[Congressional Record Volume 152, Number 47 (Wednesday, April 26, 2006)]
[Extensions of Remarks]
[Page E620]
From the Congressional Record Online through the Government Publishing Office [www.gpo.gov]



                           HON. JON C. PORTER

                               of nevada

                    in the house of representatives

                       Wednesday, April 26, 2006

  Mr. PORTER. Mr. Speaker, I rise today to honor the memory of Frances 
Wright, a resident of Henderson Nevada, who died at the age of 101.
  Born Fanny Schneider on Feb. 14, 1905, in Poland, she was the third 
of four children of Louis and Molly Schneider. Her family came to the 
United States when she was 6 months old. Her father was a tailor for an 
upscale men's clothier on Temple Street in Los Angeles. By the time she 
was 10, Frances was an aspiring child actress who took the stage name 
of Fanny Snyder. She claimed to have had a big part in the classic and 
controversial 1915 silent film ``The Birth of a Nation'' and often told 
friends that she enjoyed working on the film, which paid 50 cents a day 
and included a box lunch.
  Fanny attended Los Angeles Polytechnic High School where she lettered 
in volleyball, swimming and softball and was captain of those teams. 
She also was senior class president. Her yearbook listed her as most 
likely to become the ``first woman president of the United States.''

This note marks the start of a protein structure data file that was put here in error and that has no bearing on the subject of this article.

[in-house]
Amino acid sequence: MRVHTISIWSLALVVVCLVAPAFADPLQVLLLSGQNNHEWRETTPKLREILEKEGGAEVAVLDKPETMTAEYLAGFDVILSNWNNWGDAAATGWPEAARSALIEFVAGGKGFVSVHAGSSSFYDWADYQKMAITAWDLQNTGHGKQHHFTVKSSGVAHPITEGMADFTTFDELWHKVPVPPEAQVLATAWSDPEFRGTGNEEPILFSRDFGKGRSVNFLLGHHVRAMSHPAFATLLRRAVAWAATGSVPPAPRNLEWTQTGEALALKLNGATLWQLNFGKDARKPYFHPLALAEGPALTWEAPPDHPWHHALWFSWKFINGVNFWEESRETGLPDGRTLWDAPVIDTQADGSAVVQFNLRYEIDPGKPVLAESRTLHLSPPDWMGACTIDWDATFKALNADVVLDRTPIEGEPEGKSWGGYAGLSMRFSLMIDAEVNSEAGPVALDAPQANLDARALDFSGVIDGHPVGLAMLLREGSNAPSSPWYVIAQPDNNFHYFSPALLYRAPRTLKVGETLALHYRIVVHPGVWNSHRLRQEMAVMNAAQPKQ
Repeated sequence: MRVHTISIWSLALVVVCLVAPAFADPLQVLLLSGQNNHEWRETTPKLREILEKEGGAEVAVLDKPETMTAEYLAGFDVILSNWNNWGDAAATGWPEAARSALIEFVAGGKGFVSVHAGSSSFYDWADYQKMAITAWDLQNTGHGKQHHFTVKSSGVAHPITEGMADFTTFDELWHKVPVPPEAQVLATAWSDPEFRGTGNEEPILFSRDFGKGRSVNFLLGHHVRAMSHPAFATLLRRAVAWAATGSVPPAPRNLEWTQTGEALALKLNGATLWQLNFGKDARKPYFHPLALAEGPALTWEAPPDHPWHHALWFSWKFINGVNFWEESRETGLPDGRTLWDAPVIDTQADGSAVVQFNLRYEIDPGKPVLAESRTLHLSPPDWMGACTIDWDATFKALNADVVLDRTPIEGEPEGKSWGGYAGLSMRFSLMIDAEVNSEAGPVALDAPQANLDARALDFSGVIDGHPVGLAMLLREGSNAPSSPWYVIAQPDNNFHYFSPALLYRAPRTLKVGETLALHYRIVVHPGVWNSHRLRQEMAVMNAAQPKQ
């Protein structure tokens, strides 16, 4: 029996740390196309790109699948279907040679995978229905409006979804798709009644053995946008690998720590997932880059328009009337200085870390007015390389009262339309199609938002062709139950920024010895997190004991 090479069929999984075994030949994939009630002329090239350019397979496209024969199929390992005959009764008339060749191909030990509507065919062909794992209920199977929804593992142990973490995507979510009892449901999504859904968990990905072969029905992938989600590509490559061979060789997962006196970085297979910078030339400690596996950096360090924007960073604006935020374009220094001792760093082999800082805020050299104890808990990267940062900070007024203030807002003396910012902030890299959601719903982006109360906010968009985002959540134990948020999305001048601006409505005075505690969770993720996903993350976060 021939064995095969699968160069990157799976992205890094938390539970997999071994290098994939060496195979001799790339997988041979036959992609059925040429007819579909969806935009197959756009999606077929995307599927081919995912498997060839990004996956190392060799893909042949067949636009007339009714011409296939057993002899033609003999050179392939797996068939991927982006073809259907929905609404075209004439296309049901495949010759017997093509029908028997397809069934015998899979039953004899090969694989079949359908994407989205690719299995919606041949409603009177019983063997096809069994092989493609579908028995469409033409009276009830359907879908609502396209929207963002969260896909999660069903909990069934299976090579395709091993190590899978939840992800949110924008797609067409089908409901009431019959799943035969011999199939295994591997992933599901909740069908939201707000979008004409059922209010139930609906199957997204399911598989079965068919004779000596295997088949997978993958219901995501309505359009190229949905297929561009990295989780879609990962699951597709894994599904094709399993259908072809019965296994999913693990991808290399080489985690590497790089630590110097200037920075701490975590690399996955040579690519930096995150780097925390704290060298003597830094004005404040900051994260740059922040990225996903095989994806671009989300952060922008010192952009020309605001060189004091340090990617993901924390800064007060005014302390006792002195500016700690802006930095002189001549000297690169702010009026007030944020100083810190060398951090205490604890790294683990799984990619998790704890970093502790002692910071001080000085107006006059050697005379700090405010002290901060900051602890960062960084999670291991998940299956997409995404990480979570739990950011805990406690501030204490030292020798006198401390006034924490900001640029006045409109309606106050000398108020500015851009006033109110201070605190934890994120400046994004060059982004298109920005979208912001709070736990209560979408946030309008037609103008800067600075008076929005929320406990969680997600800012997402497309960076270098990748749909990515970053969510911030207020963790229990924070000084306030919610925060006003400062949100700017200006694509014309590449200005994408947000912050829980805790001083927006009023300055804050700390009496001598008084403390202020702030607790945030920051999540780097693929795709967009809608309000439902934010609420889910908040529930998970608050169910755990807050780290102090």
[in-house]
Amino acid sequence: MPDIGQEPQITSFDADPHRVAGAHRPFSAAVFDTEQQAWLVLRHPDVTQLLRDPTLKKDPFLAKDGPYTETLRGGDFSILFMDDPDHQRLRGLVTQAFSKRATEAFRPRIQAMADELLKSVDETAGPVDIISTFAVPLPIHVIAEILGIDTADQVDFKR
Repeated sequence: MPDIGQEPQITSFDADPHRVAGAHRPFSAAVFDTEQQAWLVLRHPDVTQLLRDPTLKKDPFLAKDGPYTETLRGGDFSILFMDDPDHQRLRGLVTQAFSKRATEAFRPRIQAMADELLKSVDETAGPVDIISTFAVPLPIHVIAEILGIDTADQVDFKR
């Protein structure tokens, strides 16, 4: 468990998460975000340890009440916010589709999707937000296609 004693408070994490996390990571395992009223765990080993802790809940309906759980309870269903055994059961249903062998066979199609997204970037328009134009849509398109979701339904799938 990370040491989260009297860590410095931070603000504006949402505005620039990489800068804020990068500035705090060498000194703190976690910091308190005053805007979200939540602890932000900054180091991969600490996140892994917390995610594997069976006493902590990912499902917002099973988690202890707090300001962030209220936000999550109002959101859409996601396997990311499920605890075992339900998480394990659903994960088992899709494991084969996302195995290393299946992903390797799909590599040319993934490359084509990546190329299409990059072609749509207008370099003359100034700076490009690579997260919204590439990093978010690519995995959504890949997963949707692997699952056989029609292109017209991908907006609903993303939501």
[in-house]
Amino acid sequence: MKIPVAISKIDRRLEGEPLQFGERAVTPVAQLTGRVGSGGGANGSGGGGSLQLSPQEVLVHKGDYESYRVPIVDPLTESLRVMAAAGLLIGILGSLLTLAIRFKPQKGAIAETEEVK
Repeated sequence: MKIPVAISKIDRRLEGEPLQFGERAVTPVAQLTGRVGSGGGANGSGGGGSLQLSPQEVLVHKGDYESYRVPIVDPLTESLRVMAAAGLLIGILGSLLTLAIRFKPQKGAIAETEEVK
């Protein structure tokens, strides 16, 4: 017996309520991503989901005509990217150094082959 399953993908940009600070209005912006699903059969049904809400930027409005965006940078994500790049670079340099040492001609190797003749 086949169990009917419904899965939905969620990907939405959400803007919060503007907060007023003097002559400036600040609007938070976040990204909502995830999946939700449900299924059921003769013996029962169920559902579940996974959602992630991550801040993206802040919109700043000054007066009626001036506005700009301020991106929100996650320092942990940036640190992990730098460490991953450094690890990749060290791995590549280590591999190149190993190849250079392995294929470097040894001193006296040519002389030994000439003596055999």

After graduating in 1921, Fanny became a part of the flapper scene 
while attending business school. In 1927 she married car salesman David 
Wright. They were married for 71 years. He died in 1998.
  Adept at poker, mah-jongg, canasta and pan, Fanny was a longtime 
regular in Southern California card rooms. From the early 1950s until 
the late 1990s, she would alternate residences between Los Angeles and 
Las Vegas. She worked at Bains and Sloats, a women's clothing store on 
the Las Vegas strip, but Fanny's real love was hanging around Strip 
resorts, getting a deep tan at the poolside and hobnobbing with 
celebrities. She was a frequent patron at the Sahara's Casbah Lounge 
when Louis Prima and the Mary Kaye Trio performed there.
  Unconventional to the end, Fanny took her doctors' advice last month 
to start using medical marijuana so she would get ``the munchies'' and 
eat to bulk up her thin frame. Fanny credited her longevity to being a 
good athlete in her youth, maintaining a good diet and taking a shot of 
bourbon at 4 p.m. every day.
  In addition to her daughter, Wright is survived by a son, Ronald 
Wright of Los Angeles; six grandchildren; six great-grandchildren; and 
one great-great-granddaughter.
  Mr. Speaker, I am honored to recognize the life of Frances Wright on 
the floor of the House.